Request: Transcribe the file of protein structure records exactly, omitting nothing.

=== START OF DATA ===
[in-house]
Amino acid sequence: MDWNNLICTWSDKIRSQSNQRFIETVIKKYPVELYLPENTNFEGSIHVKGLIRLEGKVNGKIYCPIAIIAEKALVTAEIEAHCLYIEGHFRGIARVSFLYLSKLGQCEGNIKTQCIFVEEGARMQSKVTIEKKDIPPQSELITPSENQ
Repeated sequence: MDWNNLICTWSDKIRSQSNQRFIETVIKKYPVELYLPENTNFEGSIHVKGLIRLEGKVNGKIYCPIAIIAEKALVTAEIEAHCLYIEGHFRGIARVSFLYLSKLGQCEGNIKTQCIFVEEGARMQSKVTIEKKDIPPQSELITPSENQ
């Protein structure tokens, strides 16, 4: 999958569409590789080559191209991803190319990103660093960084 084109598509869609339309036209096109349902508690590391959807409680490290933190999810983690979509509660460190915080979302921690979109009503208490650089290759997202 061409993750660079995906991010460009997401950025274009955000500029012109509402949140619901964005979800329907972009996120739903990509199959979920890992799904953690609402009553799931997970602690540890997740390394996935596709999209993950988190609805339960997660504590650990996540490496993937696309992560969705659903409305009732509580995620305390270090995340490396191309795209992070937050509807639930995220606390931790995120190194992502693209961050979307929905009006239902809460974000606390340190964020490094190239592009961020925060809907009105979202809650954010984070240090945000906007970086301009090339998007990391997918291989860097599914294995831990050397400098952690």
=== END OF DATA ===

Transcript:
[in-house]
Amino acid sequence: MDWNNLICTWSDKIRSQSNQRFIETVIKKYPVELYLPENTNFEGSIHVKGLIRLEGKVNGKIYCPIAIIAEKALVTAEIEAHCLYIEGHFRGIARVSFLYLSKLGQCEGNIKTQCIFVEEGARMQSKVTIEKKDIPPQSELITPSENQ
Repeated sequence: MDWNNLICTWSDKIRSQSNQRFIETVIKKYPVELYLPENTNFEGSIHVKGLIRLEGKVNGKIYCPIAIIAEKALVTAEIEAHCLYIEGHFRGIARVSFLYLSKLGQCEGNIKTQCIFVEEGARMQSKVTIEKKDIPPQSELITPSENQ
């Protein structure tokens, strides 16, 4: 999958569409590789080559191209991803190319990103660093960084 084109598509869609339309036209096109349902508690590391959807409680490290933190999810983690979509509660460190915080979302921690979109009503208490650089290759997202 061409993750660079995906991010460009997401950025274009955000500029012109509402949140619901964005979800329907972009996120739903990509199959979920890992799904953690609402009553799931997970602690540890997740390394996935596709999209993950988190609805339960997660504590650990996540490496993937696309992560969705659903409305009732509580995620305390270090995340490396191309795209992070937050509807639930995220606390931790995120190194992502693209961050979307929905009006239902809460974000606390340190964020490094190239592009961020925060809907009105979202809650954010984070240090945000906007970086301009090339998007990391997918291989860097599914294995831990050397400098952690």